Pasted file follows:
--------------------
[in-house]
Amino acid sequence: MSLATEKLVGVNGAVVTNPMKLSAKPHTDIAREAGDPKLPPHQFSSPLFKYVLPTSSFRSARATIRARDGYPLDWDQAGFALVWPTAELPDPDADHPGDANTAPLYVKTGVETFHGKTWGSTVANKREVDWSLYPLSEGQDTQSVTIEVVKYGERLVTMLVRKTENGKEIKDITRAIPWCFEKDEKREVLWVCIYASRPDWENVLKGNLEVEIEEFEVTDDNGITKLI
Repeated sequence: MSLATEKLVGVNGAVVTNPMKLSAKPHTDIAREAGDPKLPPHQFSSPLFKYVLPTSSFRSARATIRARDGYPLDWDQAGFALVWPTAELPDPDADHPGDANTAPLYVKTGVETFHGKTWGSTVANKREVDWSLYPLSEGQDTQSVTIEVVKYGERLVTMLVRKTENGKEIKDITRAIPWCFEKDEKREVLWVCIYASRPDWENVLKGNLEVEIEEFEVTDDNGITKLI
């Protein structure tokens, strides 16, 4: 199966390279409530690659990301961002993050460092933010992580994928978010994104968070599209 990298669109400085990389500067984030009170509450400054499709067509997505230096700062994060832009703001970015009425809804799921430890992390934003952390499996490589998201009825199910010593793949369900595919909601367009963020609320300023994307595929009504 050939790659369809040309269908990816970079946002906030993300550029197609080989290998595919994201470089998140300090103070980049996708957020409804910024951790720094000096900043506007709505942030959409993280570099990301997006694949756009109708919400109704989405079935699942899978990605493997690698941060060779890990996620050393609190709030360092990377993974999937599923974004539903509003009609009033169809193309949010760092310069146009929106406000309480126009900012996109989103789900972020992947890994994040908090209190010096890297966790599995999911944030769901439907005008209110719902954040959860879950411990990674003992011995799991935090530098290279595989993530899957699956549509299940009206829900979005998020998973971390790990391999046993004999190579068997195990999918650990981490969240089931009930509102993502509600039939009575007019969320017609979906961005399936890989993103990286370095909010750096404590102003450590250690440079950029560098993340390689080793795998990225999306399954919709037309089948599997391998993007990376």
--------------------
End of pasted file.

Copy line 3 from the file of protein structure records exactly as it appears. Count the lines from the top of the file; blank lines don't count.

Repeated sequence: MSLATEKLVGVNGAVVTNPMKLSAKPHTDIAREAGDPKLPPHQFSSPLFKYVLPTSSFRSARATIRARDGYPLDWDQAGFALVWPTAELPDPDADHPGDANTAPLYVKTGVETFHGKTWGSTVANKREVDWSLYPLSEGQDTQSVTIEVVKYGERLVTMLVRKTENGKEIKDITRAIPWCFEKDEKREVLWVCIYASRPDWENVLKGNLEVEIEEFEVTDDNGITKLI